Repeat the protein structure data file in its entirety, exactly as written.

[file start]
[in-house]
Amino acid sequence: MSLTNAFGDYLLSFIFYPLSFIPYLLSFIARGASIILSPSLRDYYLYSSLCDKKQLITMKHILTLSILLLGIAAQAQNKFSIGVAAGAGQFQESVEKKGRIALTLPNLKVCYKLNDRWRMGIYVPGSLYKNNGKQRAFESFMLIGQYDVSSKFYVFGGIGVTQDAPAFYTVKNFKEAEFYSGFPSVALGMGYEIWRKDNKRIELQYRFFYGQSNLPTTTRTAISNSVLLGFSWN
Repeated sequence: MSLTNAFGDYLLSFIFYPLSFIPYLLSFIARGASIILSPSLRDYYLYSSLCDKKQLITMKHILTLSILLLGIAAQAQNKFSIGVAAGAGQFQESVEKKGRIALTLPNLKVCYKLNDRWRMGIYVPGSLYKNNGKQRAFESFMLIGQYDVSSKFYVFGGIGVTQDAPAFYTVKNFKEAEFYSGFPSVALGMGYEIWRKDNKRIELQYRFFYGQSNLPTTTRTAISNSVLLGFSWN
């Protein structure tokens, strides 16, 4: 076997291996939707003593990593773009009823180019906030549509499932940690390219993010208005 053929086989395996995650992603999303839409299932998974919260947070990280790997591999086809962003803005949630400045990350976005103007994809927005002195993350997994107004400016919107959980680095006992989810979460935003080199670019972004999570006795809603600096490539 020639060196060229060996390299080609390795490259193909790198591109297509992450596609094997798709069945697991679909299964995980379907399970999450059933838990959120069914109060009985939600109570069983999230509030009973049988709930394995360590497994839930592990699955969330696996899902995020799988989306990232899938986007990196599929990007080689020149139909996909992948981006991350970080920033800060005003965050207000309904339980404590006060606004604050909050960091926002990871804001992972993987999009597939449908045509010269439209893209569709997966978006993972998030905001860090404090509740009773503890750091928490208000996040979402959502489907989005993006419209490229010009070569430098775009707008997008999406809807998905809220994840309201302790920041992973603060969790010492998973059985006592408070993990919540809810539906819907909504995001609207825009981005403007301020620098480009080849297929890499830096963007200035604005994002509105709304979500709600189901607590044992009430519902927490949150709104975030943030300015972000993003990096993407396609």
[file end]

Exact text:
[in-house]
Amino acid sequence: MSLTNAFGDYLLSFIFYPLSFIPYLLSFIARGASIILSPSLRDYYLYSSLCDKKQLITMKHILTLSILLLGIAAQAQNKFSIGVAAGAGQFQESVEKKGRIALTLPNLKVCYKLNDRWRMGIYVPGSLYKNNGKQRAFESFMLIGQYDVSSKFYVFGGIGVTQDAPAFYTVKNFKEAEFYSGFPSVALGMGYEIWRKDNKRIELQYRFFYGQSNLPTTTRTAISNSVLLGFSWN
Repeated sequence: MSLTNAFGDYLLSFIFYPLSFIPYLLSFIARGASIILSPSLRDYYLYSSLCDKKQLITMKHILTLSILLLGIAAQAQNKFSIGVAAGAGQFQESVEKKGRIALTLPNLKVCYKLNDRWRMGIYVPGSLYKNNGKQRAFESFMLIGQYDVSSKFYVFGGIGVTQDAPAFYTVKNFKEAEFYSGFPSVALGMGYEIWRKDNKRIELQYRFFYGQSNLPTTTRTAISNSVLLGFSWN
């Protein structure tokens, strides 16, 4: 076997291996939707003593990593773009009823180019906030549509499932940690390219993010208005 053929086989395996995650992603999303839409299932998974919260947070990280790997591999086809962003803005949630400045990350976005103007994809927005002195993350997994107004400016919107959980680095006992989810979460935003080199670019972004999570006795809603600096490539 020639060196060229060996390299080609390795490259193909790198591109297509992450596609094997798709069945697991679909299964995980379907399970999450059933838990959120069914109060009985939600109570069983999230509030009973049988709930394995360590497994839930592990699955969330696996899902995020799988989306990232899938986007990196599929990007080689020149139909996909992948981006991350970080920033800060005003965050207000309904339980404590006060606004604050909050960091926002990871804001992972993987999009597939449908045509010269439209893209569709997966978006993972998030905001860090404090509740009773503890750091928490208000996040979402959502489907989005993006419209490229010009070569430098775009707008997008999406809807998905809220994840309201302790920041992973603060969790010492998973059985006592408070993990919540809810539906819907909504995001609207825009981005403007301020620098480009080849297929890499830096963007200035604005994002509105709304979500709600189901607590044992009430519902927490949150709104975030943030300015972000993003990096993407396609």